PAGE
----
The Last Widow: A Novel (Will Trent)
The Last Widow by Karin Slaughter has one foot loosely planted in reality. The other is firmly mired in the black hole of the worst possible human behavior. There is no such thing as simple murder to be solved by her storybook heroes. The death that confronts them is true to the author’s surname, slaughter.
A white male supremacist group bearing the initials IPA inhabits the black hole congealed over Atlanta. It has nothing to do with the popular, hoppy version of craft beer. IPA stands for the Invisible Patriotic Army. And terror is the music to which it marches.
Its goal is to make America pure and pure white again. It is well funded and armed. It has a scientific secret weapon made possible by kidnap and rape. Bomb and assault rifle attacks are its stock in trade. A weapon of biological mass destruction is its ultimate playing card. IPA tests the WMD effectiveness on the women and children living in its cult compound. It works just fine, thank you very much.
Buoyed by Beta test results, the IPA coats its bullets with the deadly toxin. Clearly they believe that what doesn’t immediately kill their targets should not allow them to grow stronger. Ultimate deployment of the WMD is to be via the flight kitchens at Hartsfield International Airport, Atlanta. The lethal toxins in some manner are to be injected into the food trays to be served airline passengers departing Hartsfield.
This diabolical plan fails the logic and laugh tests. Even if it were to be assumed that airlines still actually do place full meals before their customers, death would randomly befall all races and creeds on board. White genetic purity would not be enhanced by this tactic. Even the message Make America White Again would be lost by indiscriminate carnage.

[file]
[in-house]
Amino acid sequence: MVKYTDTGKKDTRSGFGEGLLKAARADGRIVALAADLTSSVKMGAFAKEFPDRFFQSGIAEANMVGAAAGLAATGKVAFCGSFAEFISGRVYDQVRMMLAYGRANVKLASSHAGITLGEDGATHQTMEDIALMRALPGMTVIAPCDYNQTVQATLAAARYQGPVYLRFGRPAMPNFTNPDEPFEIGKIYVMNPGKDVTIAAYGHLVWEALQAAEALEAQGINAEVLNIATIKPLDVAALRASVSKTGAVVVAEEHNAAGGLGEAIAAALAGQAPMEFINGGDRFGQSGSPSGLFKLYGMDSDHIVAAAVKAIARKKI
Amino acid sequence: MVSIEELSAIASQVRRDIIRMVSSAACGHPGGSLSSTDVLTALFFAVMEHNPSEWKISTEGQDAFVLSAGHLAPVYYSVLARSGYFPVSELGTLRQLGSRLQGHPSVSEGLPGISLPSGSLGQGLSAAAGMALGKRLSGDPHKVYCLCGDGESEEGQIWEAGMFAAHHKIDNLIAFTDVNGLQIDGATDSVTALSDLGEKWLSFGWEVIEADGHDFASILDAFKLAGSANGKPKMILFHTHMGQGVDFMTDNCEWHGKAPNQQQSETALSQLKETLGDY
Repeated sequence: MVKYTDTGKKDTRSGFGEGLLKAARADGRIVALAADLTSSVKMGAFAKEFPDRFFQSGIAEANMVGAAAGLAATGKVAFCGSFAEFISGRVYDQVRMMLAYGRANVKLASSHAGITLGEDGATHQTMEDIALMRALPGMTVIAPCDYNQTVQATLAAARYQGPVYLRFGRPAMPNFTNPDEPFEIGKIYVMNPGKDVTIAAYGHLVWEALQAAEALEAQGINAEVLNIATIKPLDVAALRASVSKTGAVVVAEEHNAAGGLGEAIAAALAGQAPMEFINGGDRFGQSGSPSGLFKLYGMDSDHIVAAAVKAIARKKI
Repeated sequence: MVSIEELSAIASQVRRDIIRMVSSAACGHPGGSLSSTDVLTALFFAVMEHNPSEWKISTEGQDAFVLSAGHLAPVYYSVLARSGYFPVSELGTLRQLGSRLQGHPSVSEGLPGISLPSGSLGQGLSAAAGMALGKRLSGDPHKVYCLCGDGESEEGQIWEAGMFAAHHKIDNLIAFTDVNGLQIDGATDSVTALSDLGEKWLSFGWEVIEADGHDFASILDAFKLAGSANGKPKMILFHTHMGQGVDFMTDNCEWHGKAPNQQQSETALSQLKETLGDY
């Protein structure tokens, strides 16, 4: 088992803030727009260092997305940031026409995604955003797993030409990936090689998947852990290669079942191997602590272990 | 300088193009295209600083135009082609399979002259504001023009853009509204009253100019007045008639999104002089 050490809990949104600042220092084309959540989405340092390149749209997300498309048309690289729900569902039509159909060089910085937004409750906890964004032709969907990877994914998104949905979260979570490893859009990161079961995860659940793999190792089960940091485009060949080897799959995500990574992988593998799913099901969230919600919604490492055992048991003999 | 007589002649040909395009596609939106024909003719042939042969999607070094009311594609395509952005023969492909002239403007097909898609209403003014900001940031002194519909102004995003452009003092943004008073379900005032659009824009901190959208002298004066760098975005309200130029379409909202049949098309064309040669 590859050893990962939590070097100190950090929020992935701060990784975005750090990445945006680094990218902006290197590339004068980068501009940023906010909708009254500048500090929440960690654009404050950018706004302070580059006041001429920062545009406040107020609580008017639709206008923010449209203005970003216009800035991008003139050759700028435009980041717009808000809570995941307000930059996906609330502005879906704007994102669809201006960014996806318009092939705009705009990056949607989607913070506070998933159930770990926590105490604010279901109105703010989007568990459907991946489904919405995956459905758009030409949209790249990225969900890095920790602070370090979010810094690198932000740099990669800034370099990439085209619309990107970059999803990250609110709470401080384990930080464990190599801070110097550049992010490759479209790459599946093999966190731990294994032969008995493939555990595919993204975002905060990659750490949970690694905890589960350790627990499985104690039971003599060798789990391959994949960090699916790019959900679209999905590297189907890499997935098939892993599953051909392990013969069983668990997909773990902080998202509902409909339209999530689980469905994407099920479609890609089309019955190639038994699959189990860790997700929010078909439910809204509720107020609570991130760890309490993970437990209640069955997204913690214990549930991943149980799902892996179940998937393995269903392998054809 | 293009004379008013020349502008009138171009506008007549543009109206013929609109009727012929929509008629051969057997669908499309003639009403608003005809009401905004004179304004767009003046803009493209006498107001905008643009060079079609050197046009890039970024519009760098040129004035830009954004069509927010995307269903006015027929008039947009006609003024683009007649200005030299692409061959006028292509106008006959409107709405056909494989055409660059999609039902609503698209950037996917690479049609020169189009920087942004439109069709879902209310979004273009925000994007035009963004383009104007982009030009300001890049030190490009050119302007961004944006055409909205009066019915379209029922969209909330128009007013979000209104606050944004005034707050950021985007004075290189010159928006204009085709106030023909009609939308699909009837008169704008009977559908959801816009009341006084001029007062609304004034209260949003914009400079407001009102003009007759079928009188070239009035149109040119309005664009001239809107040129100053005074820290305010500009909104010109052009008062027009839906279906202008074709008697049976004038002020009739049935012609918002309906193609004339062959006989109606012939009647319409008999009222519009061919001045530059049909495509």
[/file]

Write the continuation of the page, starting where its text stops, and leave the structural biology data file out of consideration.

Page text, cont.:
The author tasks her go to characters Sara Linton and Will Trent with stopping the IPA. She does so with capricious stroke of her pen. Sara, a medical examiner, and Will, an agent of the Georgia Bureau of Investigation, are not charged by their employers to defeat the IPA. Rather, Sara and Will come upon what looks like a traffic accident following a double bombing at Emory University. They start to help the apparent victims. As random bad luck or author’s pen would have it, they are no mere accident victims. They are really soldiers of the IPA. Sara and Will thus fall into the black hole.
Sara and Will are likeable in their own right. In one scene, Will cuts the grass at the home of Sara’s aunt. The Atlanta day is steaming hot. The description of Will’s work is so well crafted that the reader can neither avoid feeling the same sweat that streams down his back nor the insult of the same gnats that swarm his face. “He turned the corner, angling the mower through a dip in the rough terrain. His foot caught in a gopher hole. Gnats snarled in front of his face. The sun felt like the lash from a belt on the back of his neck. The only reason he hadn’t sweated his b***s off was because a thick paste of dirt, clipped grass and sweat had glued them to his body.”
Equally, the reader is sitting alongside Sara in the kitchen as she is enveloped by the guile of her mother and aunt. Together the siblings outline the proper, respectable life Sara should embrace. Both Sara and reader share her suppressed eye rolls, gasps of mirth and gulps of frustration as the coordinated life lecture rolls on.
“She caught the look that was exchanged between her aunt and mother. A hammer was about to drop. They had lured her with the promise of fried chicken . . . Bella said . . . ‘This old place is too much house for your sweet Aunt Bella to handle. What do you think of moving back in?’ Sara laughed, but then she saw that her aunt was serious. . . . Sara felt her mouth moving but she had no words . . . Sara experienced a momentary loss of hearing.”
Of course, yard work and gauzy days ahead are displaced by mayhem and slaughter. The FBI, the Georgia Bureau of Investigation, all of the king’s horses and all of the king’s men rise up to battle the IPA. Only Sara and Will have the pluck and power to dash the IPA to bits and end its game.